The feet

Make sure the feet are firmly planted on the ground because any shifting or shuffling of the feet during the movement causes instability and could lead to injury. It’s also very important to note that the knees should remain behind the toes at all times. As much as possible, you want to recruit the posterior chain by focusing on flat feet rather than allowing the heels to come off the floor, thus shifting pressure to the knees.

The head

You always want to encourage proper alignment when dealing with any spine loading exercise. A common error seen in the deadlift but more so with squatting is looking up throughout the duration of the movement. This ‘heads up’ alignment discourages depth, hip drive out of the hole, and an erect chest. Encourage trainees to keep a neutral head position, focusing on an object six to ten feet ahead of them.

The heart

While not a tangible form of measurement, a trainee’s effort deserves as much attention as any other mechanical issue. If you notice a trainee not taking your instructions seriously (seen more so in young or novice lifters), you must communicate the importance of technique. However, one should be careful not to drive a person into the ground, as more experienced lifters tend to want to push more weight than they should. It’s also best not to work to complete exhaustion in most training sessions because this can be counterproductive to future gains. The load, intensity, and rest periods should be carefully monitored as it is the coach’s responsibility to assess as well as instruct during workouts before and after.

Other coaching tips

·        Stand by your beliefs: My pastor used to say if what you believe in isn’t worth dying for, it ain’t worth living for. While that’s a bit of an extreme analogy in this case, you get the point. Use what you know and don’t try to get fancy throwing in routines and exercises that you aren’t familiar with. You risk hurting your trainees, and you risk looking stupid.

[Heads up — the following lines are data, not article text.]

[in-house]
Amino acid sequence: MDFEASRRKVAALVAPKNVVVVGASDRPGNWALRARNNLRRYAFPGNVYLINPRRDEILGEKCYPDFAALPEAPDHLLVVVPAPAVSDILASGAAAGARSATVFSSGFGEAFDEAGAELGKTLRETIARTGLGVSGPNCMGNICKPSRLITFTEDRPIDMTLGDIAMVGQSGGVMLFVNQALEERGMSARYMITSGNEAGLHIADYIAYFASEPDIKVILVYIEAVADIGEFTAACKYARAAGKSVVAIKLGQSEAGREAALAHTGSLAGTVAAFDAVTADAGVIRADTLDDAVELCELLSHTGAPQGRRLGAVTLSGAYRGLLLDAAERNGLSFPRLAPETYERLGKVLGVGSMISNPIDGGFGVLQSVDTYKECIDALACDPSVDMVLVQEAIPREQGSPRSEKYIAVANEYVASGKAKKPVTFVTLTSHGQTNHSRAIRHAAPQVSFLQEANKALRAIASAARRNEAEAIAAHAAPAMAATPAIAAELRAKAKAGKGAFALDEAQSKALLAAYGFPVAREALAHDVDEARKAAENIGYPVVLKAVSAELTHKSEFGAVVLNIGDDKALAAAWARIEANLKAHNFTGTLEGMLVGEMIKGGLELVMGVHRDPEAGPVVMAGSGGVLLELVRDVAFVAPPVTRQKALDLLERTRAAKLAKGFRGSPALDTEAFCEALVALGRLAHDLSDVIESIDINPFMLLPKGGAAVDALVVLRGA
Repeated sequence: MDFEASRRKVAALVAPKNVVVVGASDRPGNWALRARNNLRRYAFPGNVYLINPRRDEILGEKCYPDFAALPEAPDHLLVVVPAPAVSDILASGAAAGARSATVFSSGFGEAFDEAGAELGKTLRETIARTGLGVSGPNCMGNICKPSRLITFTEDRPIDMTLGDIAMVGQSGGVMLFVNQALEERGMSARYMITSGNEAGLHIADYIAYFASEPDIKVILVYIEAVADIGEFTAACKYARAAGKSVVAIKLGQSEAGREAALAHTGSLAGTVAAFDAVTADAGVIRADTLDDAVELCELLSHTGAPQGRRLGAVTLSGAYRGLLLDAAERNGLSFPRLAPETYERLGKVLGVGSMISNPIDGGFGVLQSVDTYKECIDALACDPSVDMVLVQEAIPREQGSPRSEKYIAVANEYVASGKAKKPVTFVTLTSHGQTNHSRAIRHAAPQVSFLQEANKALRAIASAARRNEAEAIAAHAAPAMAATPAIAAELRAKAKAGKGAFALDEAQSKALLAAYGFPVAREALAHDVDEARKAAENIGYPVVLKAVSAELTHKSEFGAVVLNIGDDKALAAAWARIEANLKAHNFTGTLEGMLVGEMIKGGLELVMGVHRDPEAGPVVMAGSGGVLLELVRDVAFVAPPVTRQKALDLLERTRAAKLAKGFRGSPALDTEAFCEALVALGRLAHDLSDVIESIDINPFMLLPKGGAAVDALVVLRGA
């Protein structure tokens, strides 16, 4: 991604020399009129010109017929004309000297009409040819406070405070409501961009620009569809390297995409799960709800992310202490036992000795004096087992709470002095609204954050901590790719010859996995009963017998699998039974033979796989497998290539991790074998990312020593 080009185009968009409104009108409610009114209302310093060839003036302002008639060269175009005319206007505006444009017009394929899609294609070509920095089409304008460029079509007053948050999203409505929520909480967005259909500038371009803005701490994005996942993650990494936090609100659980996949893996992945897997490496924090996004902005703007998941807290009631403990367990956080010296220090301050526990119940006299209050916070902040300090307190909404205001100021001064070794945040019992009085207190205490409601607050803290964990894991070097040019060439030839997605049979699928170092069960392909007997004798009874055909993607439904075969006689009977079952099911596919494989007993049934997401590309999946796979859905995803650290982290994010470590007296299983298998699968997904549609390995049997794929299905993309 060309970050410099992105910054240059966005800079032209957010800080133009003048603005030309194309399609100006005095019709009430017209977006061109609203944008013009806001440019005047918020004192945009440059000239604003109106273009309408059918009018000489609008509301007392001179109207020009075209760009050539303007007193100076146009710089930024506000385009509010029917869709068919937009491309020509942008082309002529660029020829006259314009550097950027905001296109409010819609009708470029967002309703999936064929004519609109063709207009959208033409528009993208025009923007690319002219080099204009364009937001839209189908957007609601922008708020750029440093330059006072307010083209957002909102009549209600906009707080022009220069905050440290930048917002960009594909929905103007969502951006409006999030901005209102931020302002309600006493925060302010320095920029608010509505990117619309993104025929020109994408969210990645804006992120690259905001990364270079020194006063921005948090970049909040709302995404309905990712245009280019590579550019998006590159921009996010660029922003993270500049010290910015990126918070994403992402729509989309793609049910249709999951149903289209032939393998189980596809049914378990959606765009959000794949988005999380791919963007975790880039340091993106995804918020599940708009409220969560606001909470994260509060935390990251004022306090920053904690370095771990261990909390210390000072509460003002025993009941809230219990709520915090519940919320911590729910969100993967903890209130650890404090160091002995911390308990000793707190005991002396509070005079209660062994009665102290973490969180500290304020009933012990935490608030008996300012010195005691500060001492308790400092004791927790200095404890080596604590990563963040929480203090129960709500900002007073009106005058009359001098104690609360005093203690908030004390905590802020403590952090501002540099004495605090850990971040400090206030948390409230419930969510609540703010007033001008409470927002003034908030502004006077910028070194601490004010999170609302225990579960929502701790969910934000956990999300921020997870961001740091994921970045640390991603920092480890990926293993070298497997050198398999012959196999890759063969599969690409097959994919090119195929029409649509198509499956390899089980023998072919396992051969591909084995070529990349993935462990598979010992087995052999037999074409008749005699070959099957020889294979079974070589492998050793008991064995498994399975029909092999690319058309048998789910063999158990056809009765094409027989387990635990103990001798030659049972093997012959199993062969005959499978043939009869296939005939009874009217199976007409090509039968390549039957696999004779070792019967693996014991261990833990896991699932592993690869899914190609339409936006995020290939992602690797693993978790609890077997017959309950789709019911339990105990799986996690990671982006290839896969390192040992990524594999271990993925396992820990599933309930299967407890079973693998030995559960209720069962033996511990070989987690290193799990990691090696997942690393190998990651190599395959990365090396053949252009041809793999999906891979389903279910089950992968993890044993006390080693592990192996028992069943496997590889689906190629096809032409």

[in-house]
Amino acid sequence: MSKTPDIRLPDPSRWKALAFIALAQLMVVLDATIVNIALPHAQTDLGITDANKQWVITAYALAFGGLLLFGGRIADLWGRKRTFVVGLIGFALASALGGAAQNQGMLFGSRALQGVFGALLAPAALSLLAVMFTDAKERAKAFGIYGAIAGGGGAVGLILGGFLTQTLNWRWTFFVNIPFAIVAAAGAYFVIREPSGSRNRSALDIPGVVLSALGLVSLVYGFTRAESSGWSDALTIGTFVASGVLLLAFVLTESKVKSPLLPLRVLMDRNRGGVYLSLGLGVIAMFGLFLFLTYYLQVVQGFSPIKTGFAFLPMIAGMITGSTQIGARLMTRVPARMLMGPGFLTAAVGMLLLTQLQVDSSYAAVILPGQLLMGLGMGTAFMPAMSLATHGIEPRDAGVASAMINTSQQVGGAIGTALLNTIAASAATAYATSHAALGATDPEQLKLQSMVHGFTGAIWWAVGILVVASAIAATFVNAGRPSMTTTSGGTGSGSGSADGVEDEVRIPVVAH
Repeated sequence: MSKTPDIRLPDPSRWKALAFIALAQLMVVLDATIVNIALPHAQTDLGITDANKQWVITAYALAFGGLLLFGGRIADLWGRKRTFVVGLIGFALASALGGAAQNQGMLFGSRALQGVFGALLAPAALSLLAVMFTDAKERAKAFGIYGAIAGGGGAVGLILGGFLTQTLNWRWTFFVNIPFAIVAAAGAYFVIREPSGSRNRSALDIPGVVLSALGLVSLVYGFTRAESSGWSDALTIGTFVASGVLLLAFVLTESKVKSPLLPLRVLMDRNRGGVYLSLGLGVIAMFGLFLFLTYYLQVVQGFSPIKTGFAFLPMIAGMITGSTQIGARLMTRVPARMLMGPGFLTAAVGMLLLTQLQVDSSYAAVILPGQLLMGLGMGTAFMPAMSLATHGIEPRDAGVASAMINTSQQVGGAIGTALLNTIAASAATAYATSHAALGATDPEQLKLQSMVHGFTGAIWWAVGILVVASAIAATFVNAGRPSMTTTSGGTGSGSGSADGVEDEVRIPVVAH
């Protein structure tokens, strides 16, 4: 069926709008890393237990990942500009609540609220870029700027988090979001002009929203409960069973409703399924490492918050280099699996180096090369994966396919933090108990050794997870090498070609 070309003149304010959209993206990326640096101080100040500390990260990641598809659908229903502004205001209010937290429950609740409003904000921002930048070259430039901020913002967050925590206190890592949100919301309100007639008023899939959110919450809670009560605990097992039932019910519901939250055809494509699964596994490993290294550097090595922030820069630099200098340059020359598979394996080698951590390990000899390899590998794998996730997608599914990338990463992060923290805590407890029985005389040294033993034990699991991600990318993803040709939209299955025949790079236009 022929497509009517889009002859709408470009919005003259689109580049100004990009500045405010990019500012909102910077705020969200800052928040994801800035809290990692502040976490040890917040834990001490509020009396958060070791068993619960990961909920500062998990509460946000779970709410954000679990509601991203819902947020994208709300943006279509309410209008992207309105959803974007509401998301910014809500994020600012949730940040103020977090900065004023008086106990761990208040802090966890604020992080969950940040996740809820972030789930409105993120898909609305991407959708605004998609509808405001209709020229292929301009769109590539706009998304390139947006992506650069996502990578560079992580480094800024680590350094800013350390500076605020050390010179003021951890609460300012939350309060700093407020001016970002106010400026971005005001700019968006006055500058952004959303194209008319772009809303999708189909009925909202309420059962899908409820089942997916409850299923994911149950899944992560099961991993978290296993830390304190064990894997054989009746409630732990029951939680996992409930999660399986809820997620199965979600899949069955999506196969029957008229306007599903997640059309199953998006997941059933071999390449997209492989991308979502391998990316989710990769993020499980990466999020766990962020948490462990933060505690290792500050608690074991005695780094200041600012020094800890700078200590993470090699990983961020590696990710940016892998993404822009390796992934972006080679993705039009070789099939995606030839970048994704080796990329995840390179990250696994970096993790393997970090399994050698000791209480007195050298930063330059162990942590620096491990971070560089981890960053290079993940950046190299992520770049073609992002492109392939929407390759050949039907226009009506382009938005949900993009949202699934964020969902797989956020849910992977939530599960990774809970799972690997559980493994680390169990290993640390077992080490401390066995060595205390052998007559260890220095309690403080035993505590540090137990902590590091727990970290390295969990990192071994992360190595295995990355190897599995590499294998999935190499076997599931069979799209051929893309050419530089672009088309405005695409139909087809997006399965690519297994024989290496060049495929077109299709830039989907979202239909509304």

·        Have a plan: Unfortunately, I’ve run into many trainers who make up routines on the spot and mid-session. You should take the same care with other people’s training regimen as you do with your own. I’m a big believer in karma, and if you aren’t faithful with someone else’s health, your health will betray you.

·        Make alterations and don’t overhaul: While it’s essential to have a structured training plan with checkpoints, rest days, and progressions already planned out, you should be able to plan for whenever the plan goes awry as a coach. This is especially true for any type of injury. There are ways to work around them. While injuries should never just be completely ignored, if there’s a situation where an athlete can keep training with a few modifications to the program, go for it.

While we all can’t be great athletes, I believe we all have a little coaching in us. If you’re an attentive, passionate, people person, you may have a calling in store for you.